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Definitions and Information

What is a Trig Point?

How is a Trig Pillar Made?

What is Trigpointing?

What is a Bench Mark?

About Trigpointing Ireland

What is a Bench Mark

Quite simply it is a permanent mark used by Ordnance Survey to establish height at that point.
There are several types in use. The following definitions have been taken from OSGB.
Some may not be used in NI.

Flush brackets consist of metal plates about 90 mm wide and 175 mm long cemented into the faces of buildings. They are fixed where possible at intervals of about 1.5km along all the lines of geodetic levelling and also at important junction points at along the secondary lines and in some tertiary areas. A Flush Bracket is also set into the side of most Triangulation Pillars. The recorded altitude refers to the small horizontal platform at the point of the broad arrow marked on the plate face. Each bracket carries a unique serial number.

Fundamental Bench Marks are marks that have been constructed at specially selected="selected" sites where foundations can be set on stable strata such as bedrock . In this way the likelihood of movement of the mark is minimised. They provide a stable network for levelling and there is approximately one every 40km. Each FBM consists of a buried chamber with a brass bolt set in the top of a granite pillar. Position and height above Ordnance Survey Newlyn Datum is known.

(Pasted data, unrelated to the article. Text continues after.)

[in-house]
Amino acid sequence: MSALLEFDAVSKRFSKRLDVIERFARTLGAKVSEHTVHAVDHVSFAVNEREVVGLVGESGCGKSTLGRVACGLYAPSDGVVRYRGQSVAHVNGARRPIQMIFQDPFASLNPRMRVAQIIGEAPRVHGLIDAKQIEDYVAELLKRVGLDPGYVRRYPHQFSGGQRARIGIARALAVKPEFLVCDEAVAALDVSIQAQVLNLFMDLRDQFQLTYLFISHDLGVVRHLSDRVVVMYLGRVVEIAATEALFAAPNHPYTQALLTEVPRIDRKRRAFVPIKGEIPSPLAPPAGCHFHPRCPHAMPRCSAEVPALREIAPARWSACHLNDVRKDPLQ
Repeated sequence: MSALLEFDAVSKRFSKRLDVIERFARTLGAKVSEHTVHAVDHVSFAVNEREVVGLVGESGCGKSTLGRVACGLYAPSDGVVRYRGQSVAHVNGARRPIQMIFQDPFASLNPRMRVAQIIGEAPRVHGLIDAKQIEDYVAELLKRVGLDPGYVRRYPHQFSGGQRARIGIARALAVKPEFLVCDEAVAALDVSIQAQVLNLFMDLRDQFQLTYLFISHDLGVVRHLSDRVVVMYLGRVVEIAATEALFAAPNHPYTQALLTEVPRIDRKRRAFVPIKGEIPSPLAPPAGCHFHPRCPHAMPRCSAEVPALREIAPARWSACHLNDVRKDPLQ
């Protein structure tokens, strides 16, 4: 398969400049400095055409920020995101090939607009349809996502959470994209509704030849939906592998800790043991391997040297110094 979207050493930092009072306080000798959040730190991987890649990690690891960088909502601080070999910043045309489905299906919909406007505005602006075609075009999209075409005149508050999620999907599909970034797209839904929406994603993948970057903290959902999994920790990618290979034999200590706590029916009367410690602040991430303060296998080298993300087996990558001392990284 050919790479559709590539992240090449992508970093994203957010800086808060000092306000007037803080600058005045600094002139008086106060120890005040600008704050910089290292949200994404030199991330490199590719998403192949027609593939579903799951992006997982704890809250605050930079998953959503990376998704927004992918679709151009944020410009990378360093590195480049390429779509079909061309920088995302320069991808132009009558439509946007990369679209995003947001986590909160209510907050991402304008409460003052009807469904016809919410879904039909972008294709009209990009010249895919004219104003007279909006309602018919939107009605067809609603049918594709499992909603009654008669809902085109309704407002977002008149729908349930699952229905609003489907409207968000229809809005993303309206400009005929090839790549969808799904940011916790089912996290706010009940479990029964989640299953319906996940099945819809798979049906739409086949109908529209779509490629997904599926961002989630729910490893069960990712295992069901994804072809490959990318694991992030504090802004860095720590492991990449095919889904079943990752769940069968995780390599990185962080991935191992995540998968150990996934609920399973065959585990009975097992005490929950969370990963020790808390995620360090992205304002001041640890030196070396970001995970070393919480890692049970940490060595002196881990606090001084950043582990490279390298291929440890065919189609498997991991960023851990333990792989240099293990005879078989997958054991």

A Projecting Bracket is a type of bench mark. This type of bench mark was used in the early stages of the second geodetic levelling between 1912 and 1921. They are usually found on the abutments of railways and canal bridges. The reference point is the raised stud on the platform of the bracket.

A bolt bench mark is set in a horizontal surface, such as a concrete block. They are 60 mm in diameter mushroom headed brass bolts engraved with an arrow and the letters 'OSBM' - Ordnance Survey Bench Mark.

A cut bench mark is the commonest form of bench mark. It consists of a horizontal bar cut into vertical brickwork or similar surfaces. A broad arrow is cut immediately below the centre of the horizontal bar. They are established along all classes of levelling lines. The height value refers to the centre of the horizontal bar.
[some have a bolt instead of the horizontal bar and some have both. On this site these are all classed the same. Other sites class a cut BM with a bolt as 1GL Bolt.]

Rivet or pivot bench marks are bench marks on horizontal surfaces which have a small brass rivet inserted as the reference point. An arrow symbol is cut alongside where this is possible or they may consist of a small hollow cut for a pivot to be inserted at the reference point, these are termed pivot bench marks and also have the arrow symbol.

Ordnance Survey
in Ireland

1824 Ordnance Survey Ireland (OSi) established. Major survey by Thomas F. Colby begun.
The History of Ordnance Survey

The Lough Foyle Base Line
The first levelling of Ireland.
Poolbeg Datum
1846Colby's survey was completed.
1867A more comprehensive survey was completed.
1921Ordnance Survey N.I. set up
1952Northern Ireland Retriangulation
1957A new vertical datum for NI.
Belfast Datum
A combined datum for OSi and OSNI was also established at Malin Head.
1959Republic of Ireland Retriangulation
1970The work of adjusting the observations from the Republic of Ireland and from Northern Ireland to form one entire network related to MSL Mailn was completed.
Malin Head Datum